Oculus Quest hands-on — The freedom of playing tennis in VR without wires | Industry
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The Oculus Quest will arrive as a stand-alone product — you won’t need to connect it to a computer to play with it — for $399 in the spring of 2019. But I got a chance to play hands-on with it today at the Oculus Connect 5 event in San Jose, California. I played against Kellee Santiago of Google in the video embedded in this post, and it was like playing Wii Sports Tennis, but in VR.
The Oculus team cleared out a lot of space for the demo on the floor of the San Jose Convention Center, where they set up faux tennis courts that were maybe a quarter of the size of a real tennis court.
The Oculus Quest uses Guardian technology that can sense walls and other obstacles. When I fired it up, they made sure I knew what would happen if I came near a wall. If you do that, a grid of blue wires comes up and tells you that you’re too close and need to back up. (I did this a couple of times when I played the VR tennis game and Super Hot on Quest as well).
I put the Oculus Touch hand controllers on, which have been redesigned so the sensors are better at detecting movement and the room’s borders. I used my middle finger to grab my racket, and then I swung my arm back and forth to swing at a ball. The tutorial took me a minute to learn how to play.
And then we went right into the match. Kellee served first, and I returned the ball. It worked fine. I swung at a ball that seemed out of my reach, and the simulation was quite forgiving, as if I had a four-feet long arm, and I smacked the ball back.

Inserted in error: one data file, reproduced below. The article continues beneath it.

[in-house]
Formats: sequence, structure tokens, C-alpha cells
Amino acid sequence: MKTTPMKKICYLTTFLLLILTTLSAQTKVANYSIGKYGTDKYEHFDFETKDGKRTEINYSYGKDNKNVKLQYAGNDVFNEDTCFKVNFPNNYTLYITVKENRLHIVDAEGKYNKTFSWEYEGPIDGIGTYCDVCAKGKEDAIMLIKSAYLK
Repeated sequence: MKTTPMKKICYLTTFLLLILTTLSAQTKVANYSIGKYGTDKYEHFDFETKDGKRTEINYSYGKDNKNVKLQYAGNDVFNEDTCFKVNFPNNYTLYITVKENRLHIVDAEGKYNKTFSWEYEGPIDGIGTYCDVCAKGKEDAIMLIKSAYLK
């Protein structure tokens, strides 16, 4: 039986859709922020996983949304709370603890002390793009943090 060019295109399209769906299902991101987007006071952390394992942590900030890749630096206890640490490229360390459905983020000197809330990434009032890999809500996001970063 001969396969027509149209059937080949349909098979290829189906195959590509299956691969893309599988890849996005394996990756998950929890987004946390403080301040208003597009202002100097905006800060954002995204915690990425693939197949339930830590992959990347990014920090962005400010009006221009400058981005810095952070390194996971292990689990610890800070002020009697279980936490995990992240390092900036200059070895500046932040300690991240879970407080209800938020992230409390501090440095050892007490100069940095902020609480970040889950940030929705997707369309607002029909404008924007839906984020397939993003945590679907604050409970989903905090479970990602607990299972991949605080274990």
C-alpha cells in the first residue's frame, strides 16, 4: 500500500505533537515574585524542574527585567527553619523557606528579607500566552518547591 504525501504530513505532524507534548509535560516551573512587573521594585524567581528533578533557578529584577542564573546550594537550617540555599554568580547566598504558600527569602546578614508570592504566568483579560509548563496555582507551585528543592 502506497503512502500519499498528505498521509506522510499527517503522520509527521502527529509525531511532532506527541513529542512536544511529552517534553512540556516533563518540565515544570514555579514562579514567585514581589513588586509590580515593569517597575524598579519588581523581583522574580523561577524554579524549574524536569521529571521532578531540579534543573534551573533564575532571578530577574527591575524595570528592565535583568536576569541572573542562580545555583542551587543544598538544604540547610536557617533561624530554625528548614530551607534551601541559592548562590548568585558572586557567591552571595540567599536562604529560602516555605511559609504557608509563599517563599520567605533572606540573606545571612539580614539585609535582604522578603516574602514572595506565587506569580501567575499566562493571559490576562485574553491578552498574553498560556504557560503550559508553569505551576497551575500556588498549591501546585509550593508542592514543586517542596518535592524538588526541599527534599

When you serve, you don’t throw a ball up in the air and slam it down. The game made it much easier. You simply swing sideways at a ball when it appears at waist level and starts moving back and forth. So you just simply hit the ball to a part of the court where you want it to go.
This forces the other player to move, either swinging with a backhand or forehand. Kellee later said she had it easier because she had a smaller space to play on her side, and my court was larger, making me get more exercise moving around the court.
I enjoyed it, as I was able to mimic real tennis swings in trying to bat the ball back and forth. If you hit the ball at a question mark, your racket would transform into something else, like a ping pong paddle or a golf club. The ball could also transform into something else. We had some good rallies going back and forth, but Kellee won the match 5-3.
The best thing was the freedom of movement. You can move your arm from low to high, like when you’re really swinging a racket, without worrying you’re going to whack a wall or get stuck in your own cord. The graphics were cartoony but sharp, and the latency of the system was good. If I swung the racket, it connected with the object. That felt good.
I also played Dead & Buried, Super Hot, and Face Your Fears 2 on the Oculus Quest. All of them were great experiences, enough to make me believe that this could be a really awesome platform for games in the future. I still don’t know how much battery life it has, but we’ll find that out in time.